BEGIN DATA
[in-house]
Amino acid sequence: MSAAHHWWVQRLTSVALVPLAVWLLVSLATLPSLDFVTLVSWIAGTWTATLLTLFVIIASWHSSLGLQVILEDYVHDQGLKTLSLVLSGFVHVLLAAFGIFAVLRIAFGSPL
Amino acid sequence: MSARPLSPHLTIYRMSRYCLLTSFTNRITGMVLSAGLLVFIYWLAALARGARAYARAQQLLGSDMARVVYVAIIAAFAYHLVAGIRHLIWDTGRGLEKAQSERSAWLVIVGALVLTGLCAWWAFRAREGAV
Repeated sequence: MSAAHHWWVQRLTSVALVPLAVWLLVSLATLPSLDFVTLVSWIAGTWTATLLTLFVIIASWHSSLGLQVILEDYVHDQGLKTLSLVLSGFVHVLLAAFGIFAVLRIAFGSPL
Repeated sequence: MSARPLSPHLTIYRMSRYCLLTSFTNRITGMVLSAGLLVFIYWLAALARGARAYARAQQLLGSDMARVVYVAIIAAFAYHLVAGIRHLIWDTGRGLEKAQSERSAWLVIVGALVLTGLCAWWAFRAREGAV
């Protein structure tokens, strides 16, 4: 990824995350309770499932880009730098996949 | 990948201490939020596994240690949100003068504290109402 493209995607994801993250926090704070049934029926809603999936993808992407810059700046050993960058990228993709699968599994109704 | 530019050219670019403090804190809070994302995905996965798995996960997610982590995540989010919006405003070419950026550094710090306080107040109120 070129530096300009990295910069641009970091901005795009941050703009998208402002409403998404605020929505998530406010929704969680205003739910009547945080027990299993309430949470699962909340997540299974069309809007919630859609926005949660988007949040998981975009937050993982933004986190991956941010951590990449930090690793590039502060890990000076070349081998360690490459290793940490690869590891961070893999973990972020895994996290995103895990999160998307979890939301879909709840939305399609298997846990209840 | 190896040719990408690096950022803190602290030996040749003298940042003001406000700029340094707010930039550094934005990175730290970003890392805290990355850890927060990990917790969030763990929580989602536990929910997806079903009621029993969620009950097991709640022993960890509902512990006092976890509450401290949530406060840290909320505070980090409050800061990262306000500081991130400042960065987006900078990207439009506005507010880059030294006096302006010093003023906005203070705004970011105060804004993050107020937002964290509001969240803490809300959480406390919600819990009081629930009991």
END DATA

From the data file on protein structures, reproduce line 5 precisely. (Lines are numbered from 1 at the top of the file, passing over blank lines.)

Repeated sequence: MSARPLSPHLTIYRMSRYCLLTSFTNRITGMVLSAGLLVFIYWLAALARGARAYARAQQLLGSDMARVVYVAIIAAFAYHLVAGIRHLIWDTGRGLEKAQSERSAWLVIVGALVLTGLCAWWAFRAREGAV